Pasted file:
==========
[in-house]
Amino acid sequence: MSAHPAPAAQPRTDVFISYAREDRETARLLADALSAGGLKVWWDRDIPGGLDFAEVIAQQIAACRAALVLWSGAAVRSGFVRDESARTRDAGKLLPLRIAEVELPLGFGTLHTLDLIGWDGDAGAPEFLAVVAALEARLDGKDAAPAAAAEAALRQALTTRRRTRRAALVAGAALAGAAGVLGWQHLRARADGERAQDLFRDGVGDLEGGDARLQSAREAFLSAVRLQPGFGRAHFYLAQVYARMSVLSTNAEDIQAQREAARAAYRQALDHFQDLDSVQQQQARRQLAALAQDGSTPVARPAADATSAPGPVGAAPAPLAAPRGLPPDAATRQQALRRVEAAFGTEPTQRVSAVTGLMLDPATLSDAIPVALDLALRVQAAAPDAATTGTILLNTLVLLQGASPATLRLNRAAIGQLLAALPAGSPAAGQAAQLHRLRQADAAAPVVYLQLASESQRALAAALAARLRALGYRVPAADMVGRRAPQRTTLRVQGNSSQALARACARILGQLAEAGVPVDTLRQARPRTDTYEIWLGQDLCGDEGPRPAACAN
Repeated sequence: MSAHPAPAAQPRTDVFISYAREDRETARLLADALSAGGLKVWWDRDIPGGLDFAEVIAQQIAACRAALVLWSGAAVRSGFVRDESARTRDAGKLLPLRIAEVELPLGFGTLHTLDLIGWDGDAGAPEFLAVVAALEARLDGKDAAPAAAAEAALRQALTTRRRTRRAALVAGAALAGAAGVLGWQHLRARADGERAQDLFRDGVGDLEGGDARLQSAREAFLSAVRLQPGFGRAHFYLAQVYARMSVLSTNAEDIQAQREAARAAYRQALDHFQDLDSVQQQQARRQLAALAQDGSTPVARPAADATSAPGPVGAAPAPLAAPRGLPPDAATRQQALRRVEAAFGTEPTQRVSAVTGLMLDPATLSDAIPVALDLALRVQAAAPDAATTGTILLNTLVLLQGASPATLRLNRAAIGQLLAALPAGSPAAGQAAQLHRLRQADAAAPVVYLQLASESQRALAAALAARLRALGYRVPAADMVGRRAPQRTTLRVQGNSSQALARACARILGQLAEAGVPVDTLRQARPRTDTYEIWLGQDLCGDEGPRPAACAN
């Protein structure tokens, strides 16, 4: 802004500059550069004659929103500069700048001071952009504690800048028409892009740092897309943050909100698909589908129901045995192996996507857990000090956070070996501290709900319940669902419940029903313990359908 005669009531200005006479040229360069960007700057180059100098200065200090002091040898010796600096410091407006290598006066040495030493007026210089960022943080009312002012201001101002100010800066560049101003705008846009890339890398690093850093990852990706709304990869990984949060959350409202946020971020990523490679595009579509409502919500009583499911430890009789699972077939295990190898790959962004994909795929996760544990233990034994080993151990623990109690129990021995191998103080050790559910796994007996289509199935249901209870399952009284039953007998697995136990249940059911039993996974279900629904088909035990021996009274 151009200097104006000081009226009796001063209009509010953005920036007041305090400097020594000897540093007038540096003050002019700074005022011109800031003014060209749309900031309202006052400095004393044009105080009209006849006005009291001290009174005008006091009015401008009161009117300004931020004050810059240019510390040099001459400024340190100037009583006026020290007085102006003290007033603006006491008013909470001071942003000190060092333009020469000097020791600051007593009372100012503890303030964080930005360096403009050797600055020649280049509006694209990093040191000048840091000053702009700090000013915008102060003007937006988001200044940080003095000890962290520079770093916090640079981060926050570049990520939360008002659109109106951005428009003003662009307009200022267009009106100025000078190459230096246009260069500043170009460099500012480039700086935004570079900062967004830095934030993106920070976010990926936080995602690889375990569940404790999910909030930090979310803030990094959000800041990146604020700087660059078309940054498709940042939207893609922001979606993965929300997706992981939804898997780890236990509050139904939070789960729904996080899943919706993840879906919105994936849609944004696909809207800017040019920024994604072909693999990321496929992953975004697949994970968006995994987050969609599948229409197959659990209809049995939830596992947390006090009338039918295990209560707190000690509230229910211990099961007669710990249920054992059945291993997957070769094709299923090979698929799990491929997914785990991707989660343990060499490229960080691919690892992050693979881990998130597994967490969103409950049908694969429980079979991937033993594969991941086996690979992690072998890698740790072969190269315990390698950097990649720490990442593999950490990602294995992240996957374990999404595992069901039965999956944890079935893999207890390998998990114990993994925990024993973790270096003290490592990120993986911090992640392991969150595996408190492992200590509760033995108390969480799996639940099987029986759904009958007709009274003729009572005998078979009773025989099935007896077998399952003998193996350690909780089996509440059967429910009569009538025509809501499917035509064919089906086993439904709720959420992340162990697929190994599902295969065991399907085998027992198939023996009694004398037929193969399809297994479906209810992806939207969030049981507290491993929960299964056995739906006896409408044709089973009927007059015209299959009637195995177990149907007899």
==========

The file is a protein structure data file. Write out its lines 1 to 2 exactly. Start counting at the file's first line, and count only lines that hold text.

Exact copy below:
[in-house]
Amino acid sequence: MSAHPAPAAQPRTDVFISYAREDRETARLLADALSAGGLKVWWDRDIPGGLDFAEVIAQQIAACRAALVLWSGAAVRSGFVRDESARTRDAGKLLPLRIAEVELPLGFGTLHTLDLIGWDGDAGAPEFLAVVAALEARLDGKDAAPAAAAEAALRQALTTRRRTRRAALVAGAALAGAAGVLGWQHLRARADGERAQDLFRDGVGDLEGGDARLQSAREAFLSAVRLQPGFGRAHFYLAQVYARMSVLSTNAEDIQAQREAARAAYRQALDHFQDLDSVQQQQARRQLAALAQDGSTPVARPAADATSAPGPVGAAPAPLAAPRGLPPDAATRQQALRRVEAAFGTEPTQRVSAVTGLMLDPATLSDAIPVALDLALRVQAAAPDAATTGTILLNTLVLLQGASPATLRLNRAAIGQLLAALPAGSPAAGQAAQLHRLRQADAAAPVVYLQLASESQRALAAALAARLRALGYRVPAADMVGRRAPQRTTLRVQGNSSQALARACARILGQLAEAGVPVDTLRQARPRTDTYEIWLGQDLCGDEGPRPAACAN